LAWRENCE — Four midcareer faculty members at the University of Kansas will receive an award in recognition of their significant achievements in scholarly or research contributions in their field.
The University Scholarly Achievement Award recognizes either a truly outstanding single scholarly or research contribution, or a series of closely related contributions.
This year’s winners:
- Dale Dorsey, professor and chair of philosophy
- Kirsten Jensen, professor of ecology & evolutionary biology and senior curator of invertebrate zoology at the Biodiversity Institute
- Paul Popiel, professor of music and director of bands
- Franklin (Feng) Tao, associate professor of chemical & petroleum engineering
Chancellor Douglas A. Girod will host a program to deliver the University Scholarly Achievement Awards at 7 p.m. April 24 at the Beren Petroleum Conference Center in Slawson Hall. The event is open to KU faculty and staff as well as the public. A reception will follow the program.
“These four scholars have all helped to elevate our university through their work, and I look forward to helping them celebrate their successes,” Girod said. “Taken together, these faculty members and their inspiring achievements demonstrate the breadth and depth of the contributions to society that are possible through the work of one of America’s leading research universities.”
A panel chaired by Andrew Torrance, professor of law, reviewed the nominations from research colleagues at KU and across the nation.
Additional information about each of this year’s recipients and their work:
Dale Dorsey is a leading figure in contemporary moral philosophy, enhancing KU’s national reputation in his field. He is finishing his third book. Dorsey's more than 40 scholarly articles have been cited approximately 500 times. His work is routinely featured in top-tier journals in his field, and he has contributed key ideas in central debates in moral philosophy. He has received awards and faculty fellowships as a result of his scholarship, and he has given talks and commentaries around the globe. At KU, Dorsey founded the annual Kansas Workshop on Well-being, bringing top scholars to campus to discuss happiness, human flourishing and their moral significance.
Kirsten Jensen is an internationally renowned scholar focusing on the evolutionary biology of tapeworms that inhabit and are intimately associated with sharks and stingrays across the world. This knowledge has helped to inform fisheries and food supply, and food web connections as related to ecosystem health. Her work on these parasites has been continuously funded by the National Science Foundation since 2001, with awards totaling about $5 million. Her research, conducted through expeditions in the waters of Africa, India, Australia, Central America and Southeast Asia has resulted in the discovery of hundreds of species new to science. On the KU faculty since 2004, Jensen has published more than 59 research papers in high-impact journals and book chapters, as well as four books and monographs, and she has delivered more than 116 major research presentations.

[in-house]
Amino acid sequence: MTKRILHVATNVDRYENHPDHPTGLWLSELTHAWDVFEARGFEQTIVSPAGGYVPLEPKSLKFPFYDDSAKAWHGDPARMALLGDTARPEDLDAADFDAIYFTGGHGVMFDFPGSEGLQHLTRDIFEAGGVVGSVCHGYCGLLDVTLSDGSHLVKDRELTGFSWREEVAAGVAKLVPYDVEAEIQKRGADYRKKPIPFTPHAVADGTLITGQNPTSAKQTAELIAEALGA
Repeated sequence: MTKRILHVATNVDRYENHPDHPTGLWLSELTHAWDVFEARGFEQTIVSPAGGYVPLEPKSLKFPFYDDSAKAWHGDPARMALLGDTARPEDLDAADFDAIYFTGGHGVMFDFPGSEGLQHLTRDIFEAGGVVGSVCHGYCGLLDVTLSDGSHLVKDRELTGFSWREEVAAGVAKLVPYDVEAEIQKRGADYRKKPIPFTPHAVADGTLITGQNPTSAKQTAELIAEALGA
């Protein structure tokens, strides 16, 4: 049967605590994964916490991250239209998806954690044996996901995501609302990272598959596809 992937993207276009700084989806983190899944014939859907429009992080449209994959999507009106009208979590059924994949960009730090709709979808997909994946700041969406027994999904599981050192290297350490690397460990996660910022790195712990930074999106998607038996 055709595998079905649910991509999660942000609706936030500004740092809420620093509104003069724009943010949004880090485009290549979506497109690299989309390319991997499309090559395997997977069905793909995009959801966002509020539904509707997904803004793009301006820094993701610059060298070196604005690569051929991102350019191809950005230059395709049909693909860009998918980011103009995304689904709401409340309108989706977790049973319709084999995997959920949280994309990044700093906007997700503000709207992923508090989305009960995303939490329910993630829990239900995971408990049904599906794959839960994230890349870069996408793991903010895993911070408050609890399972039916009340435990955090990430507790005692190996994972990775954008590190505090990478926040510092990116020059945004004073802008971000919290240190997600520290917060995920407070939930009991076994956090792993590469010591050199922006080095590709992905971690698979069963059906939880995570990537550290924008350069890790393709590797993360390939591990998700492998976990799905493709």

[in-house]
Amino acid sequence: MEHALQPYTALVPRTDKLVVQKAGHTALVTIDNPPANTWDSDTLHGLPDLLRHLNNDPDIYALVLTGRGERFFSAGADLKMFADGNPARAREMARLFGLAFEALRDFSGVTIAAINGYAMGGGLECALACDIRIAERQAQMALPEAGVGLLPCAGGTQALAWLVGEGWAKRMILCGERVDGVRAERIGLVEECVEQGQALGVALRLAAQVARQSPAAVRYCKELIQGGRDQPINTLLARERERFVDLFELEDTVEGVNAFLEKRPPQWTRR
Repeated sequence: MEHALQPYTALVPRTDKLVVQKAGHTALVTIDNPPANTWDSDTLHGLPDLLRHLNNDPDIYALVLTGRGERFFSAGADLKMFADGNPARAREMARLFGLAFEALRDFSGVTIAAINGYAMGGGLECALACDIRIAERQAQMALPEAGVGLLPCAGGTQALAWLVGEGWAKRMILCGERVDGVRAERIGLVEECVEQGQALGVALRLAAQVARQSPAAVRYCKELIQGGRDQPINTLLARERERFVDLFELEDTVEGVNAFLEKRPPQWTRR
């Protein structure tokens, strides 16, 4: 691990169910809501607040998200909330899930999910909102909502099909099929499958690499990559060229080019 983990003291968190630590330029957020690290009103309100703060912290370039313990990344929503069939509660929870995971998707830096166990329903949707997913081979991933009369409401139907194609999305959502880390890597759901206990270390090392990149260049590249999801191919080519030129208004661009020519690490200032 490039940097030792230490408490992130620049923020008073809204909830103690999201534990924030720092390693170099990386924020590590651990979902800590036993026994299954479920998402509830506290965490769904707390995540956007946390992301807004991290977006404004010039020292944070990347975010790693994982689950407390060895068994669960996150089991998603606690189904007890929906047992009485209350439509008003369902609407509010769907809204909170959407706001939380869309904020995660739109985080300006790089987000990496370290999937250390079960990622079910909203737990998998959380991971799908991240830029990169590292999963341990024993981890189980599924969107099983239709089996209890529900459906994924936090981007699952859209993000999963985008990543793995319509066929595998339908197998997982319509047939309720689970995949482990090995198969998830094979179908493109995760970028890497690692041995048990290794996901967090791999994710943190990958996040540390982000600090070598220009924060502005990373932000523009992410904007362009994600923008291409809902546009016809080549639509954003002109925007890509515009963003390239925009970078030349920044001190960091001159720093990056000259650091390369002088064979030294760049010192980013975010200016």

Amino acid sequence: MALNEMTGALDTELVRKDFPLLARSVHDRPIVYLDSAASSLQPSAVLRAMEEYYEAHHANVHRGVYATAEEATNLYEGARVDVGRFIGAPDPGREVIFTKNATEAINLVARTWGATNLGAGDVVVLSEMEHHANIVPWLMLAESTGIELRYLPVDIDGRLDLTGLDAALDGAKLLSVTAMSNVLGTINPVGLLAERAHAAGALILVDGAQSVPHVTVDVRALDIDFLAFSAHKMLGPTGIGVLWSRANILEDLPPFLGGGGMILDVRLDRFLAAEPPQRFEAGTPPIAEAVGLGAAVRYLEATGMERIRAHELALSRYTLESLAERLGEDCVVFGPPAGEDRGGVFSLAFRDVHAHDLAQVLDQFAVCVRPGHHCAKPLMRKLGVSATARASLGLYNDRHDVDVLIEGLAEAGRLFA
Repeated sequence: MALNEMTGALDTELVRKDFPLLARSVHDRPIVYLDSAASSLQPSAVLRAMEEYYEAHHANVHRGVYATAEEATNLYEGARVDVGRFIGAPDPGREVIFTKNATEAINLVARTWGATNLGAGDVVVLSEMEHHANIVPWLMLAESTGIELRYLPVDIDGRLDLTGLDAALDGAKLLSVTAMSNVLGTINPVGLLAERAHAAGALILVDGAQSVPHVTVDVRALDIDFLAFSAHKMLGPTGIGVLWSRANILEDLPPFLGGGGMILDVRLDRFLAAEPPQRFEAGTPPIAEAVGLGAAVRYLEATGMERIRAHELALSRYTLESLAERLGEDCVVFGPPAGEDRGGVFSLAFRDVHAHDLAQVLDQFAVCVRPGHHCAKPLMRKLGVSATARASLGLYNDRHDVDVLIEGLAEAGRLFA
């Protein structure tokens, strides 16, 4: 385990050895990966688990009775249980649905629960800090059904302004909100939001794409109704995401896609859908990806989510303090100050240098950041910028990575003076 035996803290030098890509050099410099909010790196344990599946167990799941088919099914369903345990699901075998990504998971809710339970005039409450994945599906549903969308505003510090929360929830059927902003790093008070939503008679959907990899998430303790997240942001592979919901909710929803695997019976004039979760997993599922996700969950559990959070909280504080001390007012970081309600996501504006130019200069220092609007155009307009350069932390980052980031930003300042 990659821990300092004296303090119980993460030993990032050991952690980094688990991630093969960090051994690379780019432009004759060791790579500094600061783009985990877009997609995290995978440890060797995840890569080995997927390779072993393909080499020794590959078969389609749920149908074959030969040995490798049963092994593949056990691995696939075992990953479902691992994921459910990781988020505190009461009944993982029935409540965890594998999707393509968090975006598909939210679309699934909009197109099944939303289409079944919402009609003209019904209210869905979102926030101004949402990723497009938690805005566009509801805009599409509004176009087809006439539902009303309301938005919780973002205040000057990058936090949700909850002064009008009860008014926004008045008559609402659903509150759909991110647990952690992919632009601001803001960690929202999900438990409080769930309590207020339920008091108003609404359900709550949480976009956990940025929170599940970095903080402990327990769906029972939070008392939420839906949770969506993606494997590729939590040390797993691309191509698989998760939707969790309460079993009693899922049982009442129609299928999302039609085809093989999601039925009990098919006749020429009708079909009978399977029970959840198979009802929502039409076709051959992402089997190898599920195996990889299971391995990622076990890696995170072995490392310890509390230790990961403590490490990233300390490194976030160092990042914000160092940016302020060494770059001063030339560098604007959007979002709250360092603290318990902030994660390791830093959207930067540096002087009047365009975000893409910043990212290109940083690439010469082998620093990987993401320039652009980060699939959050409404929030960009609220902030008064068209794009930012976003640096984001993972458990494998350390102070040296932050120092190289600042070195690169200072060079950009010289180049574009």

Paul Popiel has been at KU since 2010, serving as director of bands. He commissioned, recorded and promoted composer Kevin Walczyk’s Symphony No. 5 "Freedom From Fear: Images from the Shoreline" with the support of a Legacy grant from Reach Out Kansas Inc. He began discussions with the composer in 2015, and the project grew into a major symphony focusing on the worldwide immigration crisis. Popiel conducted the world premiere of the piece with the KU Wind Ensemble and KU Jazz Ensemble I at the John F. Kennedy Center for the Performing Arts in Washington, D.C., in April 2018. In 2020, the KU Wind Ensemble’s commercial recording of the symphony will be released worldwide on the Naxos label, further enhancing KU’s reputation as a leader in contemporary music.
Franklin (Feng) Tao joined the chemical & petroleum engineering faculty in 2014 and has demonstrated an outstanding record of scholarly achievement in his field. He has enhanced KU’s capability in the field of heterogeneous catalysis. He has made distinguished contributions to the fields of rational design of catalysts and in situ/operando studies of catalysis at a molecular level with advanced techniques. Tao is the recipient of a National Science Foundation CAREER award for his work, and he also has been named as a Fellow of the American Association for the Advancement of Science and Royal Society of Chemistry.